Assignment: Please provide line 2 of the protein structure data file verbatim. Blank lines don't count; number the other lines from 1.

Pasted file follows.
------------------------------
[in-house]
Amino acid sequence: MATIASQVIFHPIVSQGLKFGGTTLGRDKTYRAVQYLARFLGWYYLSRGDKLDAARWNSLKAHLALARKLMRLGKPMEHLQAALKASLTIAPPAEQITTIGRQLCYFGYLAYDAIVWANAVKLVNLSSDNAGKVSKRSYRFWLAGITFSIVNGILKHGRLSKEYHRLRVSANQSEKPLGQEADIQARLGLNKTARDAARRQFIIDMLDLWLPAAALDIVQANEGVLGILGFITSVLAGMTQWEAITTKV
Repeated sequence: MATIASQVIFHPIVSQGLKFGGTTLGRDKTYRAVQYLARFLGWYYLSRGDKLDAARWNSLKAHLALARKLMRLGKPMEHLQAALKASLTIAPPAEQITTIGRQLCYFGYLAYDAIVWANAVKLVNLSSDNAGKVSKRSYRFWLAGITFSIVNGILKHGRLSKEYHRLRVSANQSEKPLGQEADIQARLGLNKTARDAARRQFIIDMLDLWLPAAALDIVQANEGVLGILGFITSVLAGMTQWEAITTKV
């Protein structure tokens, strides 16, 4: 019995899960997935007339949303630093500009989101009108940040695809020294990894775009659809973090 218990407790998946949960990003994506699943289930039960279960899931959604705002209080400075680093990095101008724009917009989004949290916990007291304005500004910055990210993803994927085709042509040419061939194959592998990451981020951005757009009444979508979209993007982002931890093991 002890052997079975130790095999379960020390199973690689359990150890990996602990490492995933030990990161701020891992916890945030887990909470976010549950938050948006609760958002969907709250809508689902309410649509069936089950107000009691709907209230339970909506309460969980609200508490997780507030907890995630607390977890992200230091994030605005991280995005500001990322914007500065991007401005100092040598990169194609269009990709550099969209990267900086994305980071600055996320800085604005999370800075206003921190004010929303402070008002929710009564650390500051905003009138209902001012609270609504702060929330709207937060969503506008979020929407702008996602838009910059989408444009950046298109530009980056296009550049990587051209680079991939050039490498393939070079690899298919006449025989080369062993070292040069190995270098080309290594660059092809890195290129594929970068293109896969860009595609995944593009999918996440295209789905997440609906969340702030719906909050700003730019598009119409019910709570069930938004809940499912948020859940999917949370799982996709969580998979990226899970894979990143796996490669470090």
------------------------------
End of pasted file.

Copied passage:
Amino acid sequence: MATIASQVIFHPIVSQGLKFGGTTLGRDKTYRAVQYLARFLGWYYLSRGDKLDAARWNSLKAHLALARKLMRLGKPMEHLQAALKASLTIAPPAEQITTIGRQLCYFGYLAYDAIVWANAVKLVNLSSDNAGKVSKRSYRFWLAGITFSIVNGILKHGRLSKEYHRLRVSANQSEKPLGQEADIQARLGLNKTARDAARRQFIIDMLDLWLPAAALDIVQANEGVLGILGFITSVLAGMTQWEAITTKV